arrive. The Ladies from the Ladies' Betterment League Arrive in the afternoon, the late light slanting In diluted gold bars across the boulevard brag Of proud, seamed faces with mercy and murder hinting Here, there, interrupting, all deep and debonair, The pink paint on the innocence of fear; Walk in a gingerly manner up the hall. Cutting with knives served by their softest care, Served by their love, so barbarously fair. Whose mothers taught: You'd better not be cruel! You had better not throw stones upon the wrens! Herein they kiss and coddle and assault Anew and dearly in the innocence With which they baffle nature. Who are full, Sleek, tender-clad, fit, fiftyish, a-glow, all Sweetly abortive, hinting at fat fruit, Judge it high time that fiftyish fingers felt Beneath the lovelier planes of enterprise. To resurrect. To moisten with milky chill. To be a random hitching post or plush. To be, for wet eyes, random and handy hem. Their guild is giving money to the poor. The worthy poor. The very very worthy And beautiful poor. Perhaps just not too swarthy? Perhaps just not too dirty nor too dim Nor—passionate. In truth, what they could wish Is—something less than derelict or dull. Not staunch enough to stab, though, gaze for gaze! God shield them sharply from the beggar-bold! The noxious needy ones whose battle's bald Nonetheless for being voiceless, hits one down. But it's all so bad! and entirely too much for them. The stench; the urine, cabbage, and dead beans, Dead porridges of assorted dusty grains, The old smoke, heavy diapers, and, they're told, Something called chitterlings. The darkness. Drawn Darkness, or dirty light. The soil that stirs. The soil that looks the soil of centuries. And for that matter the general oldness. Old Wood. Old marble. Old tile. Old old old. Not homekind Oldness! Not Lake Forest, Glencoe. Nothing is sturdy, nothing is majestic, There is no quiet drama, no rubbed glaze, no Unkillable infirmity of such A tasteful turn as lately they have left, Glencoe, Lake Forest, and to which their cars Must presently restore them. When they're done With dullards and distortions of this fistic Patience of the poor and put-upon. They've never seen such a make-do-ness as Newspaper rugs before! In this, this "flat," Their hostess is gathering up the oozed, the rich Rugs of the morning (tattered! the bespattered . . . ), Readies to spread clean rugs for afternoon. Here is a scene for you. The Ladies look, In horror, behind a substantial citizeness Whose trains clank out across her swollen heart. Who, arms akimbo, almost fills a door. All tumbling children, quilts dragged to the floor And tortured thereover, potato peelings, soft- Eyed kitten, hunched-up, haggard, to-be-hurt. Their League is allotting largesse to the Lost. But to put their clean, their pretty money, to put Their money collected from delicate rose-fingers Tipped with their hundred flawless rose-nails seems . . . They own Spode, Lowestoft, candelabra, Mantels, and hostess gowns, and sunburst clocks, Turtle soup, Chippendale, red satin "hangings," Aubussons and Hattie Carnegie. They Winter In Palm Beach; cross the Water in June; attend, When suitable, the nice Art Institute; Buy the right books in the best bindings; saunter On Michigan, Easter mornings, in sun or wind. Oh Squalor! This sick four-story hulk, this fibre With fissures everywhere! Why, what are bringings Of loathe-love largesse? What shall peril hungers So old old, what shall flatter the desolate? Tin can, blocked fire escape and chitterling And swaggering seeking youth and the puzzled wreckage Of the middle passage, and urine and stale shames And, again, the porridges of the underslung And children children children. Heavens! That Was a rat, surely, off there, in the shadows? Long And long-tailed? Gray? The Ladies from the Ladies' Betterment League agree it will be better To achieve the outer air that rights and steadies, To hie to a house that does not holler, to ring Bells elsetime, better presently to cater To no more Possibilities, to get Away. Perhaps the money can be posted. Perhaps they two may choose another Slum! Some serious sooty half-unhappy home!— Where loathe-lover likelier may be invested. Keeping their scented bodies in the center Of the hall as they walk down the hysterical hall, They allow their lovely skirts to graze no wall, Are off at what they manage of a canter, And, resuming all the clues of what they were, Try to avoid inhaling the laden air.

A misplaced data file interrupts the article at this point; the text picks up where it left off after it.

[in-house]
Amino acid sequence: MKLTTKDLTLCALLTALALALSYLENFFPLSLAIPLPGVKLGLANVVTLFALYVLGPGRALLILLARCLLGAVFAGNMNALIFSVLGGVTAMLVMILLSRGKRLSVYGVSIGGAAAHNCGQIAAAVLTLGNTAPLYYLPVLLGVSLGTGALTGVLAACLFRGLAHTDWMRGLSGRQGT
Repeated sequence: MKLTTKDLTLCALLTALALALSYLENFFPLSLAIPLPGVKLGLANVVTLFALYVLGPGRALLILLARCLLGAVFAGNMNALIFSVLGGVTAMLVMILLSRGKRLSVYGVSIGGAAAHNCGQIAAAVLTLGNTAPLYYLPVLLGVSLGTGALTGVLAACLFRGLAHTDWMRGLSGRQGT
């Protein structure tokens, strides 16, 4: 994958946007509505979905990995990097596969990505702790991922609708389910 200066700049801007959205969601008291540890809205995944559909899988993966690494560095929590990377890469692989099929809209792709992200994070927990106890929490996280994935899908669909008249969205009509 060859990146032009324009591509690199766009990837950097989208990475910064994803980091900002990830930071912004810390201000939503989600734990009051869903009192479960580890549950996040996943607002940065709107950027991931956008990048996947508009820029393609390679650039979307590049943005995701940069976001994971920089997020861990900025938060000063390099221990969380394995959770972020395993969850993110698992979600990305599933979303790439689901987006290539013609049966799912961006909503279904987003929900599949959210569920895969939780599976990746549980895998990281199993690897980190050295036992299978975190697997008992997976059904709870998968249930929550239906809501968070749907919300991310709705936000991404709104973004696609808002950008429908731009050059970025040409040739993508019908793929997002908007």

Abortions will not let you forget.
You remember the children you got that you did not get,
The damp small pulps with a little or with no hair,
The singers and workers that never handled the air.
You will never neglect or beat
Them, or silence or buy with a sweet.
You will never wind up the sucking-thumb
Or scuttle off ghosts that come.
You will never leave them, controlling your luscious sigh,
Return for a snack of them, with gobbling mother-eye.
I have heard in the voices of the wind the voices of my dim killed children.
I have contracted. I have eased
My dim dears at the breasts they could never suck.
I have said, Sweets, if I sinned, if I seized
And your lives from your unfinished reach,
If I stole your births and your names,
Your straight baby tears and your games,
Your stilted or lovely loves, your tumults, your marriages, aches, and your deaths,
If I poisoned the beginnings of your breaths,
Believe that even in my deliberateness I was not deliberate.
Though why should I whine,
Whine that the crime was other than mine?—
Since anyhow you are dead.
Or rather, or instead,
You were never made.
But that too, I am afraid,
Is faulty: oh, what shall I say, how is the truth to be said?
You were born, you had body, you died.
It is just that you never giggled or planned or cried.
Believe me, I loved you all.
Believe me, I knew you, though faintly, and I loved, I loved you